We don’t use catchy names like Magic Season anymore, though. Now, the “seasons” are just named as normal calendar dates.

Disney changed to a larger group of dates (i.e., seasons) to adjust the Points Charts more accurately.

Those six-week periods led to some imbalances wherein savvy DVC owners could find steals.

The most notable one involved October and early November. Fans of Mickey’s Not-So-Scary Halloween Party could stay at DVC resorts for cheap at this time of year.

Many of the 2023 adjustments rectify this imbalance. Now, October and November fall in the middle of DVC Points usage, generally costing slightly more than average.

Meanwhile, the big benefactor is early May. The first two weeks of the monthly cost are as little as January now.

So, that’s your best bet for visits, presuming you don’t have kids in school. The weather’s much nicer than January, but Florida and California aren’t scorching yet.

Speaking of Points Charts, DVC just revealed the pricing for the Big Pine Key building at Disney’s Grand Floridian Resort & Spa.

Overall, standard and Lake View studios cost the same as previous Grand Floridian rooms.

However, this building will add a new option – Theme Park View. It’ll cost between 20 and 50 percent more per night, depending on whether we compare with a standard view or Lake View.

Meet Interval International

Introducing Interval International | Interval International Logo

The shocker of the month involves RCI. Longtime DVC owners know that RCI works as the program’s exchange partner.

Oops, I should use past tense on that. Disney will dump RCI on New Year’s Day. Yes, starting in 2022, the new DVC exchange partner is Interval International.

What does this mean for you as a DVC member? The answer depends on how familiar you are with the exchange program.

For 13 years now, RCI empowered DVC members with the ability to exchange DVC Points for resort stays outside the Disney empire.

RCI members would trade their points at various timeshare properties to spend a few nights at DVC resorts.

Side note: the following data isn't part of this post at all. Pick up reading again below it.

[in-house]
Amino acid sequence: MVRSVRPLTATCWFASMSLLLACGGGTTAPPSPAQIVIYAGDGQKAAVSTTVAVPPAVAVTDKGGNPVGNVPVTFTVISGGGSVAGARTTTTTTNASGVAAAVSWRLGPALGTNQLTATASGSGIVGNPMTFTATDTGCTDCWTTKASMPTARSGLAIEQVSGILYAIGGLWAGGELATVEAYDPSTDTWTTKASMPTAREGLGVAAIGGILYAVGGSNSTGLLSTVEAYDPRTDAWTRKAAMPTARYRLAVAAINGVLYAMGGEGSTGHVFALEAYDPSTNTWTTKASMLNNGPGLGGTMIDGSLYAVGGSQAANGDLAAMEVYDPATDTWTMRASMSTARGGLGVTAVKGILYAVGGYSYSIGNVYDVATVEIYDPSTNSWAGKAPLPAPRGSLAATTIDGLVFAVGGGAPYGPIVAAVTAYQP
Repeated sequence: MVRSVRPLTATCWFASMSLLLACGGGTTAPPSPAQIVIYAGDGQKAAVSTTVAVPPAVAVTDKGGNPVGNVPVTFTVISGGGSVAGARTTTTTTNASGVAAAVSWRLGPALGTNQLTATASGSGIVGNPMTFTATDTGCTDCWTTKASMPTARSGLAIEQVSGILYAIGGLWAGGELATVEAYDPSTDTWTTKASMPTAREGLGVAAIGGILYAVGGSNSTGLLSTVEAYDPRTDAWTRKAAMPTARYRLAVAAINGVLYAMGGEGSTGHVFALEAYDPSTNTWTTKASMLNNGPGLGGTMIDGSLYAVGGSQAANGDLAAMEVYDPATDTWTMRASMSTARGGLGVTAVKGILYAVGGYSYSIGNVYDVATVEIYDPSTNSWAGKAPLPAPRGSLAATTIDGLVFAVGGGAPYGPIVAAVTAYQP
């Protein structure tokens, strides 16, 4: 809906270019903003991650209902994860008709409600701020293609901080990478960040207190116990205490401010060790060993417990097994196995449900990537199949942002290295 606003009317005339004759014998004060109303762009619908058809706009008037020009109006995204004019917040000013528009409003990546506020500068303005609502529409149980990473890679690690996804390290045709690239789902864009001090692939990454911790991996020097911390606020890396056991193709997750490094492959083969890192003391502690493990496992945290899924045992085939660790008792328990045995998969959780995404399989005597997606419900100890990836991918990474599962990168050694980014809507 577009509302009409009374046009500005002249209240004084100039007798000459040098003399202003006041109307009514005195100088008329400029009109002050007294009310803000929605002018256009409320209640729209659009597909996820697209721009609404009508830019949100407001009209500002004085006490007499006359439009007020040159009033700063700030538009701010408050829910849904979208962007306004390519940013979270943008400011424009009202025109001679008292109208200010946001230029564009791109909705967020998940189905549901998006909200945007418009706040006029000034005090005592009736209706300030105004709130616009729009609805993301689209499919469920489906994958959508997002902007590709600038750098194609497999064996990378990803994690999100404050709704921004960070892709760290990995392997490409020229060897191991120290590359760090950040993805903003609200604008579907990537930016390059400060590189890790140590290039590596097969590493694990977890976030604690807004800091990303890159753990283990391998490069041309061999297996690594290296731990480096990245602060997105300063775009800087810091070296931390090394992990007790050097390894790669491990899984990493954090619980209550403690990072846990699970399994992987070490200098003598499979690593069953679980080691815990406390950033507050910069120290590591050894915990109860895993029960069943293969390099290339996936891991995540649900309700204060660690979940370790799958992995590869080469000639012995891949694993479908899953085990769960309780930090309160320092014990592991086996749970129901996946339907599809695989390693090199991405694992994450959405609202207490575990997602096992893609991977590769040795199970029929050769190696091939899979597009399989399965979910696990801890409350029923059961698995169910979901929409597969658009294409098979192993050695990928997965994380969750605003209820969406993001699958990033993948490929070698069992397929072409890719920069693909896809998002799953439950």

In exchange, DVC members could use the other party’s timeshare points for hotel stays at participating properties on the RCI site.

The crux here is that Wyndham Destinations owns RCI. In 2018, Marriott Vacations Worldwide purchased Interval International.

Mergers have dramatically impacted the travel industry over the past few years. Then, the pandemic accelerated the changes.

So, DVC has taken this opportunity to re-evaluate its contracts and find a new exchange partner.

Interestingly, history has repeated itself here. Some of you may recall that Interval International worked with DVC until 2009.

After 13 years with someone else, DVC has decided that the grass wasn’t greener after all.

For you as an owner, the change from RCI won’t impact current bookings. Those of you who have booked or exchanged points with RCI may breathe easily.

RCI will honor those bookings through 2023. Otherwise, starting on New Year’s Day, your exchanges will go through Interval International.

DVC’s new partner offers substantially more inventory, albeit usually at a higher points cost.

Other Disney News and Notes

The one-piece of news that will impact your next trip the most is Merchandise Mobile Checkout.

Disney has beta-tested this program since last December. If you’re unfamiliar with it, the process works similarly to Amazon Go stores.

You load an app on your phone, My Disney Experience, in this case. Then, you shop for items at a participating store at Walt Disney World or Disneyland.

You’ll scan barcodes for items you want to purchase and place them in a special shopping bag.

My Disney Experience displays a QR code when you’re ready to check out.

You’ll show this code to a cast member on the way out the door. They may (or may not) check your bag to verify you’re not trying to take anything you didn’t pay for.

After that, you’re done. You can pay for store goods without standing in a checkout line, saving you time and aggravation.

Apparently, the beta testing phase went well, as Disney just expanded Merchandise Mobile Checkout to several new locations. You can read the complete list on the Parks Blog.

Finally, we should quickly discuss the Star Wars: Galactic Starcruiser debacle. Here’s a video about the issue:

The gist is that Disney created a cheesy promotional video for Star Wars Hotel. Then, social media destroyed it so much that Disney deleted it.

That’s not even the worst part. Guests canceled many reservations, creating sudden availability as early as the hotel’s opening week!

Folks, that’s the opposite of how marketing is supposed to work. But, unfortunately, people didn’t like the clip and grew skeptical about the hotel’s appeal.

We won’t know for sure until reviews pour in this March, but it was a rare unforced error by Disney’s PR department.